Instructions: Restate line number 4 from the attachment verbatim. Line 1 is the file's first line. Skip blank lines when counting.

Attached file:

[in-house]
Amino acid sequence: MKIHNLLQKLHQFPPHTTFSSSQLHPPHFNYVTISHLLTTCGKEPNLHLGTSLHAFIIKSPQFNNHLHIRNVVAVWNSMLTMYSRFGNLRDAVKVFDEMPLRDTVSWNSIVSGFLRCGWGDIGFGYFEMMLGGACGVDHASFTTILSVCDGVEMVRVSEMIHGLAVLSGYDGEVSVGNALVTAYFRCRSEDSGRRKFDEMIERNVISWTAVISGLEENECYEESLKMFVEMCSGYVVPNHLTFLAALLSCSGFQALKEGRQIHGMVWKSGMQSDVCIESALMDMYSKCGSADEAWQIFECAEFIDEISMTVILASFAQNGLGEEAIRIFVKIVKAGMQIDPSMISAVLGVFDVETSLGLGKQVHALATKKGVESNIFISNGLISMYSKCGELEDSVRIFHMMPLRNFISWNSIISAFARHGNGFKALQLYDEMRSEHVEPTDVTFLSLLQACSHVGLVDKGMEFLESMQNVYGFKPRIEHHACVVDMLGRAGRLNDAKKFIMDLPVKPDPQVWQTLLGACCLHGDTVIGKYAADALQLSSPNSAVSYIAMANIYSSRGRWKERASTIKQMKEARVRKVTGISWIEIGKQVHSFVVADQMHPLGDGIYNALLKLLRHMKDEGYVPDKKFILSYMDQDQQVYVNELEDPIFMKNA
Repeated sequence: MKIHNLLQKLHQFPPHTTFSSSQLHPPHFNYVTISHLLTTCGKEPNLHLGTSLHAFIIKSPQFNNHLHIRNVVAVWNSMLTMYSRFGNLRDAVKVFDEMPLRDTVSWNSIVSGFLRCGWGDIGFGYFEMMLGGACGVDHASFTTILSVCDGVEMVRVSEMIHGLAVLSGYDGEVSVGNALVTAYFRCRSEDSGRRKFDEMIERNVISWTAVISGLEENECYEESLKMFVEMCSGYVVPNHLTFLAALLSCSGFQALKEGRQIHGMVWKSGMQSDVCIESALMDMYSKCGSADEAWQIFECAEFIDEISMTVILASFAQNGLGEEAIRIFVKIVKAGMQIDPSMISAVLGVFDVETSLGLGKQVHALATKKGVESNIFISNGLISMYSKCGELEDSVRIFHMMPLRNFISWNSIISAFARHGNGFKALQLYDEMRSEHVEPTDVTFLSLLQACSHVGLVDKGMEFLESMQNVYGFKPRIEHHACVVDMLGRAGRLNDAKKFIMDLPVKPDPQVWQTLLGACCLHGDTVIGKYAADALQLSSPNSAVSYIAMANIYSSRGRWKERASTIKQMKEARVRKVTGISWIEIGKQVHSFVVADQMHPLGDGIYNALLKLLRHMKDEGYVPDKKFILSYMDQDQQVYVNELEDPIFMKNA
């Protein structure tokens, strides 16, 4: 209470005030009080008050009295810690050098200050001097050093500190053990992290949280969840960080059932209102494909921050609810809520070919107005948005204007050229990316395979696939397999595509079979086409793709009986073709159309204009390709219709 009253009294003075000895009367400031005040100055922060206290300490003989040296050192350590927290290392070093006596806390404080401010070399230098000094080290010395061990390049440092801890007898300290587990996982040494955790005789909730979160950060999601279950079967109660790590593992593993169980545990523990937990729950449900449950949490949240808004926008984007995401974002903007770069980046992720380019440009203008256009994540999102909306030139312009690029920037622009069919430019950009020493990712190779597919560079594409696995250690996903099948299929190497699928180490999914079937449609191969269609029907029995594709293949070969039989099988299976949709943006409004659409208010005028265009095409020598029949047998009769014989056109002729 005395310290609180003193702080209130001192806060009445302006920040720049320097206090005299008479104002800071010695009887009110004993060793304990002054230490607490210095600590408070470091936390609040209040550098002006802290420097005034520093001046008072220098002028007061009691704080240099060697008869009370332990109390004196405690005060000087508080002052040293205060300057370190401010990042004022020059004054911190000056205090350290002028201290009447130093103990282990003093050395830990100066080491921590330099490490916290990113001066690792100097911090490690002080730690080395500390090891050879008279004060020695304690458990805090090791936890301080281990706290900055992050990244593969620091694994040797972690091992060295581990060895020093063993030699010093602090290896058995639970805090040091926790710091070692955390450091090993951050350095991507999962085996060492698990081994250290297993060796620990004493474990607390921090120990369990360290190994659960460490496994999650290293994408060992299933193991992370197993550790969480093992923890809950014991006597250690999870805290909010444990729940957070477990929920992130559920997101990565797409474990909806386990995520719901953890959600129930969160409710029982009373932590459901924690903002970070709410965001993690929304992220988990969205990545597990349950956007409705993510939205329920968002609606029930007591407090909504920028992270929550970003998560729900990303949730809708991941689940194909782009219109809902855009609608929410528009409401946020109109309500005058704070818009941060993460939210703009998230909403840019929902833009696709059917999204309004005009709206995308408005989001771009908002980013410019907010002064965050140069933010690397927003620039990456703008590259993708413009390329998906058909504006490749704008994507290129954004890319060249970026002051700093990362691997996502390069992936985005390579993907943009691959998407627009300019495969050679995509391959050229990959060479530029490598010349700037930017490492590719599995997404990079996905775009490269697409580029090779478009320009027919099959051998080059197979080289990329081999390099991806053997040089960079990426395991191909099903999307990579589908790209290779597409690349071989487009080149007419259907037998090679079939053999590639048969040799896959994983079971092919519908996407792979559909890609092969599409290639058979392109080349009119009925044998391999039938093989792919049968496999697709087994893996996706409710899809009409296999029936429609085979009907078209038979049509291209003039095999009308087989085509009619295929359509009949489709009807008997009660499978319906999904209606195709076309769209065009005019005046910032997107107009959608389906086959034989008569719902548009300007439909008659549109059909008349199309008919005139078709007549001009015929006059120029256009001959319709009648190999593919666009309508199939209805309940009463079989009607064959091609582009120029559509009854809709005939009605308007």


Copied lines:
């Protein structure tokens, strides 16, 4: 209470005030009080008050009295810690050098200050001097050093500190053990992290949280969840960080059932209102494909921050609810809520070919107005948005204007050229990316395979696939397999595509079979086409793709009986073709159309204009390709219709 009253009294003075000895009367400031005040100055922060206290300490003989040296050192350590927290290392070093006596806390404080401010070399230098000094080290010395061990390049440092801890007898300290587990996982040494955790005789909730979160950060999601279950079967109660790590593992593993169980545990523990937990729950449900449950949490949240808004926008984007995401974002903007770069980046992720380019440009203008256009994540999102909306030139312009690029920037622009069919430019950009020493990712190779597919560079594409696995250690996903099948299929190497699928180490999914079937449609191969269609029907029995594709293949070969039989099988299976949709943006409004659409208010005028265009095409020598029949047998009769014989056109002729 005395310290609180003193702080209130001192806060009445302006920040720049320097206090005299008479104002800071010695009887009110004993060793304990002054230490607490210095600590408070470091936390609040209040550098002006802290420097005034520093001046008072220098002028007061009691704080240099060697008869009370332990109390004196405690005060000087508080002052040293205060300057370190401010990042004022020059004054911190000056205090350290002028201290009447130093103990282990003093050395830990100066080491921590330099490490916290990113001066690792100097911090490690002080730690080395500390090891050879008279004060020695304690458990805090090791936890301080281990706290900055992050990244593969620091694994040797972690091992060295581990060895020093063993030699010093602090290896058995639970805090040091926790710091070692955390450091090993951050350095991507999962085996060492698990081994250290297993060796620990004493474990607390921090120990369990360290190994659960460490496994999650290293994408060992299933193991992370197993550790969480093992923890809950014991006597250690999870805290909010444990729940957070477990929920992130559920997101990565797409474990909806386990995520719901953890959600129930969160409710029982009373932590459901924690903002970070709410965001993690929304992220988990969205990545597990349950956007409705993510939205329920968002609606029930007591407090909504920028992270929550970003998560729900990303949730809708991941689940194909782009219109809902855009609608929410528009409401946020109109309500005058704070818009941060993460939210703009998230909403840019929902833009696709059917999204309004005009709206995308408005989001771009908002980013410019907010002064965050140069933010690397927003620039990456703008590259993708413009390329998906058909504006490749704008994507290129954004890319060249970026002051700093990362691997996502390069992936985005390579993907943009691959998407627009300019495969050679995509391959050229990959060479530029490598010349700037930017490492590719599995997404990079996905775009490269697409580029090779478009320009027919099959051998080059197979080289990329081999390099991806053997040089960079990426395991191909099903999307990579589908790209290779597409690349071989487009080149007419259907037998090679079939053999590639048969040799896959994983079971092919519908996407792979559909890609092969599409290639058979392109080349009119009925044998391999039938093989792919049968496999697709087994893996996706409710899809009409296999029936429609085979009907078209038979049509291209003039095999009308087989085509009619295929359509009949489709009807008997009660499978319906999904209606195709076309769209065009005019005046910032997107107009959608389906086959034989008569719902548009300007439909008659549109059909008349199309008919005139078709007549001009015929006059120029256009001959319709009648190999593919666009309508199939209805309940009463079989009607064959091609582009120029559509009854809709005939009605308007």